Julie Lauffenburger, object conservator and technical researcher at the Walters Art Museum, shared her passion for conservation and curating duties for the Gold in the Ancient Americas exhibition. Julie provided an insightful presentation of centuries-old artifacts including pendants, beaded necklaces, gold-sheathed ear rods and nose ornaments from the Walters’ Central and South American collection.
A self-described history nerd and fascinated by material culture, Julie says preserving art ensures that material culture from around the world will be there for future generations to discover. Material culture is the physical evidence of a culture in the objects and architecture they make, or have made.
As curator for the exhibition, Julie was responsible for creating a narrative using objects to illustrate what she thought was important to tell about gold in the ancient Americas. Her discussion explored a mix of art and science, telling the story of ancient societies through their use of gold as a symbol of power, wealth, and privilege, and highlighted the methods used by ancient American goldsmiths before the Spanish conquest.
Quoting from Albrecht Durer (German artist and painter 1471 to 1528): “I saw the things which have been brought to the king from the new land of gold. All the days of my life I have seen nothing that rejoiced my heart so much as these things.”
Exploring the view point of the Spanish and exploration, Julie discussed the northern Andean regions of Peru and Colombia. King Charles V expanded the search for gold in the new world while imposing Christianity on the people. When the Spaniards captured the gold hordes of Mexico and Peru, Gold to the Europeans meant wealth and power. The gold artifacts in many museums are just a small percentage of what existed in these cultures, the largest majority of gold artifacts was melted down and shipped back to Spain. Spaniards noted that even commoners had gold objects, it was not only held by the nobles.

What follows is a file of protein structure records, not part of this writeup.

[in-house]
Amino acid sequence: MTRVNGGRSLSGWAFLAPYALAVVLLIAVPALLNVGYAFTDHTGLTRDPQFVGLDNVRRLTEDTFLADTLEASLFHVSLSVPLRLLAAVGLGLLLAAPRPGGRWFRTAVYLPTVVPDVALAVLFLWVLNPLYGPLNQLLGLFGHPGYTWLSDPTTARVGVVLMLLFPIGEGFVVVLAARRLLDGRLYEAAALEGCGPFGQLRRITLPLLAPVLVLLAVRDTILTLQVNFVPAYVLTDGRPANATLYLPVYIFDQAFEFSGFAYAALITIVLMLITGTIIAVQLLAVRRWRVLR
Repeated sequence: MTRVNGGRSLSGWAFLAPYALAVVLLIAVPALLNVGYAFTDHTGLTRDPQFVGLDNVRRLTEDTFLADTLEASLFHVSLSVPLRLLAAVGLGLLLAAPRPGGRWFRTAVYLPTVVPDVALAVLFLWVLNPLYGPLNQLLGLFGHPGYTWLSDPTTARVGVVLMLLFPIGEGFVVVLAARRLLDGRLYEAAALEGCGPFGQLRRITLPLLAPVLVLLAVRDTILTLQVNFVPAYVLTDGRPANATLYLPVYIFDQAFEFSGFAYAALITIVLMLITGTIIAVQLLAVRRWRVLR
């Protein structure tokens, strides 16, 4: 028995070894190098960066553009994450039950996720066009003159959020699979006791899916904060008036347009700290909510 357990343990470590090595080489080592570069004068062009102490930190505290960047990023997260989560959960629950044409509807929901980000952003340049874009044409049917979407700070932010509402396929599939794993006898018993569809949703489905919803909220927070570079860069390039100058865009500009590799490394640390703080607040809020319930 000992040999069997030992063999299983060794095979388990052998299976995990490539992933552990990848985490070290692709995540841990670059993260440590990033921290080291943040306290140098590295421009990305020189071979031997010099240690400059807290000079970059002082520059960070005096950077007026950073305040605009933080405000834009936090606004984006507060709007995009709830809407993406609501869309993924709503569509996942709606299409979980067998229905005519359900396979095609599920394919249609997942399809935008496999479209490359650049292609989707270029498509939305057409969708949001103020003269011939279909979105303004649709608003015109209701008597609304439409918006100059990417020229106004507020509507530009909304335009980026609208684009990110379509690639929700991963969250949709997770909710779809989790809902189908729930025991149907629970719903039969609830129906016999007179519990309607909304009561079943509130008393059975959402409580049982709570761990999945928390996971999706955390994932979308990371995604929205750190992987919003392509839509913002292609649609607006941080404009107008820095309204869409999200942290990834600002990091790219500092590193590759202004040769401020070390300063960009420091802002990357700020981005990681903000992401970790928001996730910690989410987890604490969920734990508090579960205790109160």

Spaniards spared no effort in confiscating as much gold from the New World as possible and ship it back to the Spanish monarchy as quickly as possible. To provide perspective, between the 16th to 18th centuries Spanish mines in Mexico and Peru supplied 80% of the world gold and silver at the time.
Things of value used for tribute by the Inca: gold beads, textiles, jade, feathers, cotton, leather and shells. To the Inca gold was the sweat of the Gods and Silver the tears of the Moon. The Inca practiced basic mining accumulating a great deal of gold and silver by the time the Spaniards arrived. The Inca were fond of gold and silver and used it for ornamentation and for decorating their temples and palaces as well as for personal jewelry. Temples of the sun and temples of the moon were literally wrapped in gold and silver plate. Gold working in the Americas was a tradition dating back 3,000 years.
Julie explained the process used to make gold objects by ancient American goldsmiths from Peru to Mexico. What we learned is that there is a bit of science involved, with the use of x-radiography the inside of objects can be seen and help determine how it was made. X-ray fluorescence spectrometry (XRF) is used for determining the major element composition of metal alloys, which is namely copper, silver, and gold. Indigenous South Americans had full metallurgy with smelting and various metals being purposely alloyed.
Julie shared her knowledge of the many methods of artifact production. Many pieces were made out of hammered sheet metal and assembled with mechanical joints such as tabs. Ear spools worn in the ear as ornaments, made from colored metals with inlays of blue stone and shell. Julie deconstructed an ear spool, Monkey bead and other gold objects showing via x-ray photos how they were put together. Different styles were used in the different regions of the Americas, including lost wax mold casting was used with varying degrees of finishing work afterwards.
DCGIA Thanks Julie for sharing with us!
Pictures provided by Julie Lauffenburger
Meeting Summary by Charles Marts